Published by Pan Macmillan, 3rd September 2020
TOOT TOOT! It's been about six months since I read and reviewed The Highland Falcon Thief, the first release in the new Adventures on Train series by M.G Leonard and Sam Sedgman and brought to life by Elisa Paganelli. This has honestly been one of my favourite books of 2020 and so I jumped at the chance to view the second instalment via Netgalley.
All aboard the Californian Comet - ready and waiting to take you on an exciting trip across the USA. Hal can't wait to join his Uncle on a second rail adventure but his uneasy feeling that something isn't right proves true when his new friend and daughter of business billionaire, August Reza, is kidnapped. Armed with his sketchbook and some magical assistants, Hal tries to piece together some increasingly confusing clues but time is running out. Can he stop the kidnappers in their tracks or will his detective work be derailed?
This sequel is every bit as exhilarating and as charming as the first but on a grander scale and with higher stakes. M.G Leonard and Sam Sedgman's detailed knowledge of trains and specific research of the American coast to coast rail journey brings the story to vividly life - from the dramatic scenery to the sights, sounds and smells of life aboard a moving locomotive. The characters are wide-ranging, fun and larger than life and the mystery has enough twists and turns to make the unravelling journey satisfying, even if you manage to solve some clues along the way.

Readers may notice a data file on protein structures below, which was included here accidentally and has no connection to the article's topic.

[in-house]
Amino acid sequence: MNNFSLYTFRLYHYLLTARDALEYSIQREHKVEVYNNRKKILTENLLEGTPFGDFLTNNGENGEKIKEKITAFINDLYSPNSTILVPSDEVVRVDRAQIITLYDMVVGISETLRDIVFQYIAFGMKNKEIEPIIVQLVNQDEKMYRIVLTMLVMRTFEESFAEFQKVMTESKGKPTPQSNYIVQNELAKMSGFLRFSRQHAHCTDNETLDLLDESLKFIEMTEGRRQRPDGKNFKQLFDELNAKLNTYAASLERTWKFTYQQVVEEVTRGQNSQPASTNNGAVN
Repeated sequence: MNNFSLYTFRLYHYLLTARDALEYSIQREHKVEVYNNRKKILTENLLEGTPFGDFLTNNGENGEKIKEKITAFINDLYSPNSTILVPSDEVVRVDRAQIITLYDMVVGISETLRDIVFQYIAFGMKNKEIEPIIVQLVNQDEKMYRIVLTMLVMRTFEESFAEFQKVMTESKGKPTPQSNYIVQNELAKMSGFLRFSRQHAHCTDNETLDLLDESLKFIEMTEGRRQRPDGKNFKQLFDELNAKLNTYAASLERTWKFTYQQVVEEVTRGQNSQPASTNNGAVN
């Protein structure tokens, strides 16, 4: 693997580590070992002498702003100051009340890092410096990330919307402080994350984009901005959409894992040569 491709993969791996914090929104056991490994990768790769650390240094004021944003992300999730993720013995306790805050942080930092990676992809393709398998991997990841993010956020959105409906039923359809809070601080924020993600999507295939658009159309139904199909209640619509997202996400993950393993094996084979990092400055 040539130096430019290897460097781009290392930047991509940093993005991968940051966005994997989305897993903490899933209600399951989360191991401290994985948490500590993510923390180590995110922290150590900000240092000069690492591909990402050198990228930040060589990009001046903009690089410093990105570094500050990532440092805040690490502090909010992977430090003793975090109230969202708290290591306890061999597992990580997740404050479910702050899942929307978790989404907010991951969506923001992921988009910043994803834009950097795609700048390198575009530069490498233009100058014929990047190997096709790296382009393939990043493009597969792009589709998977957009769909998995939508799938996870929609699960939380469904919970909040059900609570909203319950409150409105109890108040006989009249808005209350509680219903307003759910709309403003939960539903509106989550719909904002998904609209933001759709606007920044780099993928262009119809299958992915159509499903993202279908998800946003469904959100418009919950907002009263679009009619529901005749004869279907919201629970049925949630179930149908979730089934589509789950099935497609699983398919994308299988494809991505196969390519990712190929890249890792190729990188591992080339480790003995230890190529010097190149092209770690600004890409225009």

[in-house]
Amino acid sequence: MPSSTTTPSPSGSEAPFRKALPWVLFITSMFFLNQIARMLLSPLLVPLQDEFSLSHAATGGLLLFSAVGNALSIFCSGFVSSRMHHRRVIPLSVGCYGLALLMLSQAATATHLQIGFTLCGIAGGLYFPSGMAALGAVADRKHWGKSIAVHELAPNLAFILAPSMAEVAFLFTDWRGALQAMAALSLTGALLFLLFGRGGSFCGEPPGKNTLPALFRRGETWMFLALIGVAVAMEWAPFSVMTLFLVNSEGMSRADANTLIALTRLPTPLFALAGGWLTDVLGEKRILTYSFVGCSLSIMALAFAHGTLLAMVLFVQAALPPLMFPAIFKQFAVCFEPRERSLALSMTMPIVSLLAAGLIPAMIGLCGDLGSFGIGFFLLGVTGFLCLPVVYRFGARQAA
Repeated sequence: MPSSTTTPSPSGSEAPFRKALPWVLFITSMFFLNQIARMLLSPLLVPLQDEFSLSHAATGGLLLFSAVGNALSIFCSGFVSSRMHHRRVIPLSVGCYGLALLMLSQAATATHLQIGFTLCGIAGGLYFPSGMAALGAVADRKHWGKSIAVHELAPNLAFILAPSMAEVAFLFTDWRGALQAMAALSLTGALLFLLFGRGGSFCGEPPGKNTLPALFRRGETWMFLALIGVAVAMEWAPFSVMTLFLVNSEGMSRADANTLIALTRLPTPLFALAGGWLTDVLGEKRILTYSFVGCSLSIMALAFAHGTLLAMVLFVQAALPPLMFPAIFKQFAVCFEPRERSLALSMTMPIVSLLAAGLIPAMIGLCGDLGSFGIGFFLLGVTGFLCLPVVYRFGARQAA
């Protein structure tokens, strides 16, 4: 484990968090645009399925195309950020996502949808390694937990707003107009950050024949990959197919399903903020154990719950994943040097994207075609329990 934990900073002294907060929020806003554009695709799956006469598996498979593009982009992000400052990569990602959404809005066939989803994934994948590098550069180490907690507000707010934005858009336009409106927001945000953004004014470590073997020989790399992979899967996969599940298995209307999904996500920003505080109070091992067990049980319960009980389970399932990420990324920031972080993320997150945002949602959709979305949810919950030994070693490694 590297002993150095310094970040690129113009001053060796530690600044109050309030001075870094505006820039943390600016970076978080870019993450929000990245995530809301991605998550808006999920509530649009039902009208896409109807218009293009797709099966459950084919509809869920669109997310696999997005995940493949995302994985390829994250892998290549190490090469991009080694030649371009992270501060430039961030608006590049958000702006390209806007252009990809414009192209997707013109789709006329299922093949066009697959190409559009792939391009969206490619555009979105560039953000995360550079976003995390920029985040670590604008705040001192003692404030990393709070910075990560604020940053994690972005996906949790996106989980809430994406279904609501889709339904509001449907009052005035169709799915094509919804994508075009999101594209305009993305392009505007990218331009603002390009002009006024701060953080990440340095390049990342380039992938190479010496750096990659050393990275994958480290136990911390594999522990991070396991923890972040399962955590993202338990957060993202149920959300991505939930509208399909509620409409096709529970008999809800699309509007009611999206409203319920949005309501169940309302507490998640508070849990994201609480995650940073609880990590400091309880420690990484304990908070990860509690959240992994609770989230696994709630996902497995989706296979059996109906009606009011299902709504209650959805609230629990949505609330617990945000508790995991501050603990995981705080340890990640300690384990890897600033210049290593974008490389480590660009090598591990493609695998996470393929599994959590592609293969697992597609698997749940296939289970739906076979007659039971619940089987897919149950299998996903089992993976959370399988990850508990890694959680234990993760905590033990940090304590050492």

Hal, once again, makes a likeable, determined but frustrated protagonist. This time we know the answer to the kidnap lies somewhere in his sketchbook, but this element of the storyline makes it both fascinating and unique in its USP. 'Sherlock da Vinci' is on a mission and he is going to use his skills to the best of his ability.
I loved the character of Lenny in the Highland Falcon Thief but I think I liked Hadley and Mason more, with their American exuberance, impersonations and magic tricks. The theme of magic subtlety runs through the novel and becomes pivotal to the plot. The plot in itself is pacey and perfectly executed and, just as in the last book, there is a lovely mix of adult and child characters. Uncle Hal is his casual and supportive self but brings gentle back-up to the table when needed whilst Zola, Vanessa, Adie, Hadley and Marianne are super sharp and sassy female characters - although maybe not all good!
The writing style feels effortless and, for me, is as enjoyable as the story itself. It's tone and language flows as easily as the Missouri river, making the story accessible and easy to read. Before you know it, you've rattled from chapter to chapter as quickly as Hal races from carriage to carriage and are faced with another dramatic, nerve-shredding end alongside surprising revelations. The illustrations bring warmth and familiarity and Elisa Paganelli captures the characters brilliantly.
You don't have to like trains to enjoy this series but be prepared to have your mind changed. I may not be an expert on railways but I instantly wanted to go on this train journey. In fact, it's now on my bucket list, even I won't be doing it aboard the Silver Scout. What I'm trying to say is that this book has something for everyone; trains, scenery, sketches, mystery, magic and adventure. I'm thrilled that there's more on the way...
Murder on the Safari Star publishes in February 2021.
A big thankyou to Netgalley and Pan MacMillan for allowing me to review this book.